This report by The Canadian Press was first published May 17, 2023.

Storytelling is in our DNA. We provide credible, compelling multimedia storytelling and services in English and French to help captivate your digital, broadcast and print audiences. As Canada’s national news agency for 100 years, we give Canadians an unbiased news source, driven by truth, accuracy and timeliness.

Follow Author


Moneris confirms credit and debit card processing outage, but offers few details

Published on


The Canadian payment processing firm Moneris confirmed Saturday that credit and debit card transactions were interrupted by a network outage earlier in the day.

The Toronto-based technology company issued a statement saying there was nothing to suggest the outage was related to a cyber attack.

Complaints about outages started rolling in to the website before noon eastern time, but Moneris did not say when the outage started.

About three hours later, Moneris posted a message on X — the  social media site formerly known as Twitter — saying it had resolved the network problem.

It remains unclear how many businesses and transactions were affected, but data provided by indicated complaints had come in from across the country.

In a statement provided to The Canadian Press, the company said the outage lasted about 90 minutes.

“We have resolved the network outage and returned transaction processing to normal,” the statement said. “We continue to investigate the root cause of the issue. There are no indications this appears to be cyber-attack related and all transaction systems are functioning normally again.”

The company, a joint venture between  Royal Bank and BMO Bank of Montreal, said transaction processing could be slow as its systems catch up with the backlog.

Moneris says it supports more than 325,000 merchant locations across Canada.

This report by The Canadian Press was first published Sept. 23, 2024.

Continue Reading


Smith says despite difficulty with Ottawa, Alberta has allies in Trudeau cabinet

Published on

Alberta Premier Danielle Smith speaks to business leaders at the Global Business Forum in Banff, Alta., Friday, Sept. 22, 2023. Smith told the conference that despite her concerns with the federal Liberal government there was some cabinet ministers she can work with. THE CANADIAN PRESS/Jeff McIntosh

By Bill Graveland in Banff

Alberta Premier Danielle Smith told a business conference on Friday that despite her concerns with the federal Liberal government, there are some cabinet ministers she can work with.

Smith has been at odds with federal Environment Minister Steven Guilbeault and Natural Resources Minister Jonathan Wilkinson amid concerns over Ottawa’s climate-change policies and transition plan for a net-zero emissions economy.

Guilbeault intends to publish draft regulations this fall to cap emissions from oil and gas, then force them downward overtime. Ottawa has also set a target to have the electricity grid be net-zero by 2035, but Alberta says it’s unrealistic.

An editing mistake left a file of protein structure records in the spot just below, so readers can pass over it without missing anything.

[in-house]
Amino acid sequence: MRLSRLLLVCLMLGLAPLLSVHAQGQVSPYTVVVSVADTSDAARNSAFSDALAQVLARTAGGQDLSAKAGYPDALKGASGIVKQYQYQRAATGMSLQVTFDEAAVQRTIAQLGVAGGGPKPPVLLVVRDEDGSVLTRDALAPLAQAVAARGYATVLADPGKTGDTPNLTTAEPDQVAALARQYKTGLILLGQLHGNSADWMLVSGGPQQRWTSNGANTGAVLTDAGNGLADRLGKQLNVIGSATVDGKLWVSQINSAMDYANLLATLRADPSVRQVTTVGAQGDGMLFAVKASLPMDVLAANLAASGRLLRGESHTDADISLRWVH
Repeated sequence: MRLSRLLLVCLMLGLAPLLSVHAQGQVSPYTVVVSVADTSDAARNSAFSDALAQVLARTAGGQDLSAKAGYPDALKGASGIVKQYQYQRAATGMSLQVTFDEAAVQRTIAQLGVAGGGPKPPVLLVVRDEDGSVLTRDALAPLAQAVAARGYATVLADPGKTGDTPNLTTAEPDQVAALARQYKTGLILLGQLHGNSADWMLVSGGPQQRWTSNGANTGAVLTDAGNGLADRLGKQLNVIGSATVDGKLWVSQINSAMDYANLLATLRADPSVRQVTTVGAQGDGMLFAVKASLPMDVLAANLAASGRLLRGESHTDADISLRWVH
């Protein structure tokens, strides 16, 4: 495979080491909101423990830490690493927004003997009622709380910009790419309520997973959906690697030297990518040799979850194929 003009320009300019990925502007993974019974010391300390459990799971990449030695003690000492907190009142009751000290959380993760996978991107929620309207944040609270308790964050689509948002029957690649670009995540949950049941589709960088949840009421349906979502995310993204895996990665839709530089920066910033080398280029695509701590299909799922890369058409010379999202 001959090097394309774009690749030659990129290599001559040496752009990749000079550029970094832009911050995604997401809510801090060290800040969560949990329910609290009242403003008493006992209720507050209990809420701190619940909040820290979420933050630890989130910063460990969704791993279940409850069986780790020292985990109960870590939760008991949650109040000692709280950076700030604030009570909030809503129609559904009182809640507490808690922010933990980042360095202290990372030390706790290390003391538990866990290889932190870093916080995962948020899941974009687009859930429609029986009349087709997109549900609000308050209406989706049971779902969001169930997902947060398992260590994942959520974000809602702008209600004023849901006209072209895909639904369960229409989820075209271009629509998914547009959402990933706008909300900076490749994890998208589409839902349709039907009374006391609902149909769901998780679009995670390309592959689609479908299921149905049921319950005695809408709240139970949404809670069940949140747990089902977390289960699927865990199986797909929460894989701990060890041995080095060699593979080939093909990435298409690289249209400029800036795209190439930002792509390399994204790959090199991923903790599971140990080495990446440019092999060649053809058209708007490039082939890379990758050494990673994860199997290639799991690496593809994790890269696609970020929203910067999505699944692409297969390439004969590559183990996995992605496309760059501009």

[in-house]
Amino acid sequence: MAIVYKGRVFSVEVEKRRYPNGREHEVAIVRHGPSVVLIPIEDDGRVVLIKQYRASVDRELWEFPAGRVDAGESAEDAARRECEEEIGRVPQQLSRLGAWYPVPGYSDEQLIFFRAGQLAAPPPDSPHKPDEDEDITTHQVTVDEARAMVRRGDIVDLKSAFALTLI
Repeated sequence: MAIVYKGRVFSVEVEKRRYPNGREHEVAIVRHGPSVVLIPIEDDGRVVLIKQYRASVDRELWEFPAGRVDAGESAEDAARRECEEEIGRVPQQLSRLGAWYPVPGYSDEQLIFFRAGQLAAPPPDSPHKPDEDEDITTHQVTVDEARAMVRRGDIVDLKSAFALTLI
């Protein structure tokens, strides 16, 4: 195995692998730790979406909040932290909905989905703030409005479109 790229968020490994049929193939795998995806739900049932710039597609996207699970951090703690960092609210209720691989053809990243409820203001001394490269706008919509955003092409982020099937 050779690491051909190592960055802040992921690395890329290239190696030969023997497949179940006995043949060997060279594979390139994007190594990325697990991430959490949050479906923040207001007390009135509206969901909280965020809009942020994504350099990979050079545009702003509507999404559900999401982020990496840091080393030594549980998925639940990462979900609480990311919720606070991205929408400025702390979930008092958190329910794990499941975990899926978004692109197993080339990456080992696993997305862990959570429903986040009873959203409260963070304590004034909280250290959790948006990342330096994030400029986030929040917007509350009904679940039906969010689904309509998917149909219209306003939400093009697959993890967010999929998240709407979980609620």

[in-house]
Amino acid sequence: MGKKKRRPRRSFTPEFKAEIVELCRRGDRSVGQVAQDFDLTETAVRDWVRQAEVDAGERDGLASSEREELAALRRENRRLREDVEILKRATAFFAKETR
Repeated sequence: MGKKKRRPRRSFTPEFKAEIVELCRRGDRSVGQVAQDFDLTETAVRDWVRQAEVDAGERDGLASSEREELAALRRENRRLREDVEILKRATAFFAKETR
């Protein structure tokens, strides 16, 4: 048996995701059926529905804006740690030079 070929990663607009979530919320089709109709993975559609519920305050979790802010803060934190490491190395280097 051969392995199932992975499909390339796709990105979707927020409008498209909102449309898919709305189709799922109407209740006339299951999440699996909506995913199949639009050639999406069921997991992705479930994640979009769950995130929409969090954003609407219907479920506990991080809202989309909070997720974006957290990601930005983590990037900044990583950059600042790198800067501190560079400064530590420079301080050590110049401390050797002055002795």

Smith says Alberta won’t implement the emissions cap, nor will it follow the 2035 target.

The premier told delegates at the Global Business Forum in Banff, Alta., that Wilkinson needs to answer for comments he made earlier this week at the World Petroleum Congress in Calgary.

Wilkinson’s call for the industry to work aggressively to get to net-zero was basically telling them to “pack it up, because the oil and gas industry is winding down,” said Smith.

“You could just feel the energy leave the room and you could just feel the investment dollars leave the room.”

Smith said energy producing provinces such as Alberta, Saskatchewan and Newfoundland and Labrador, can’t trust the Trudeau government to look out for their interests at international conferences.

“After hearing how the natural resources minister talks about our industry, after hearing how the federal environment minister talks about our industry, we can’t afford to let them carry our message,” Smith said.

“We can’t afford not to be there.”

Smith said she has been in discussions with Saskatchewan Premier Scott Moe and intends to talk to Newfoundland and Labrador Premier Andrew Furey about joint presentations at conferences in the future.

Despite her disappointment with Wilkinson and Guilbeault, Smith said it’s not all bad.

Finance Minister Chrystia Freeland among the top allies, she said.

“Let’s give her credit for shepherding through all of the constant need to give more debt financing to Trans Mountain pipeline to get that to the finish line. That has not been easy,” Smith said.

She also praised Innovation Minister Francois-Philippe Champagne, Public Safety Minister Dominic LeBlanc, Labour Minister Seamus O’Regan and Employment Minister Randy Boissonnault.

“I would say it’s not uniformly negative in the Liberal caucus. But for some reason they’re allowing Stephen Guilbeault to be a maverick and a renegade and quite offensive to those of who are trying to be reasonable and adult about this,” Smith said.

Smith said it’s time for the federal government to back away from setting “aggressive targets” in dealing with the provinces.

“Aggressive targets are not helpful. They’re not helpful to us. They’re not helpful to investors.”

This report by The Canadian Press was first published Sept. 22, 2023.

Continue Reading